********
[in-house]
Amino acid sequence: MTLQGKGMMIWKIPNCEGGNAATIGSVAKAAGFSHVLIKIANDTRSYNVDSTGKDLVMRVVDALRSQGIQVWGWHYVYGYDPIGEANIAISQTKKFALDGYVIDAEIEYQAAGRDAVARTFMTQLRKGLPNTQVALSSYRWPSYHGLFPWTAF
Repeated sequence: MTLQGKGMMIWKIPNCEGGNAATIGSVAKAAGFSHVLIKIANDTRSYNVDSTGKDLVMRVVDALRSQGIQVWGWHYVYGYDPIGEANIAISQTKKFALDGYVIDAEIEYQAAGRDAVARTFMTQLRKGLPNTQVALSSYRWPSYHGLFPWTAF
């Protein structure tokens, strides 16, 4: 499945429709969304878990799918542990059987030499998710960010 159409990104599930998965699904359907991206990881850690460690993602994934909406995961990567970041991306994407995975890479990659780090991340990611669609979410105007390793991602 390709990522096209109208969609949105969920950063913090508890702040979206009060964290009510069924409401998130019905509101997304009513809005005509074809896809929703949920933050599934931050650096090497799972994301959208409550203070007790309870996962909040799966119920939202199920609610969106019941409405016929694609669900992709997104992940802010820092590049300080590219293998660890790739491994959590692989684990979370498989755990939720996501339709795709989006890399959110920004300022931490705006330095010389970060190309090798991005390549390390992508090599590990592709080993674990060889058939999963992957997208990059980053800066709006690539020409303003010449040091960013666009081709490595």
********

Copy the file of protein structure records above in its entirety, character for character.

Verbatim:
[in-house]
Amino acid sequence: MTLQGKGMMIWKIPNCEGGNAATIGSVAKAAGFSHVLIKIANDTRSYNVDSTGKDLVMRVVDALRSQGIQVWGWHYVYGYDPIGEANIAISQTKKFALDGYVIDAEIEYQAAGRDAVARTFMTQLRKGLPNTQVALSSYRWPSYHGLFPWTAF
Repeated sequence: MTLQGKGMMIWKIPNCEGGNAATIGSVAKAAGFSHVLIKIANDTRSYNVDSTGKDLVMRVVDALRSQGIQVWGWHYVYGYDPIGEANIAISQTKKFALDGYVIDAEIEYQAAGRDAVARTFMTQLRKGLPNTQVALSSYRWPSYHGLFPWTAF
């Protein structure tokens, strides 16, 4: 499945429709969304878990799918542990059987030499998710960010 159409990104599930998965699904359907991206990881850690460690993602994934909406995961990567970041991306994407995975890479990659780090991340990611669609979410105007390793991602 390709990522096209109208969609949105969920950063913090508890702040979206009060964290009510069924409401998130019905509101997304009513809005005509074809896809929703949920933050599934931050650096090497799972994301959208409550203070007790309870996962909040799966119920939202199920609610969106019941409405016929694609669900992709997104992940802010820092590049300080590219293998660890790739491994959590692989684990979370498989755990939720996501339709795709989006890399959110920004300022931490705006330095010389970060190309090798991005390549390390992508090599590990592709080993674990060889058939999963992957997208990059980053800066709006690539020409303003010449040091960013666009081709490595």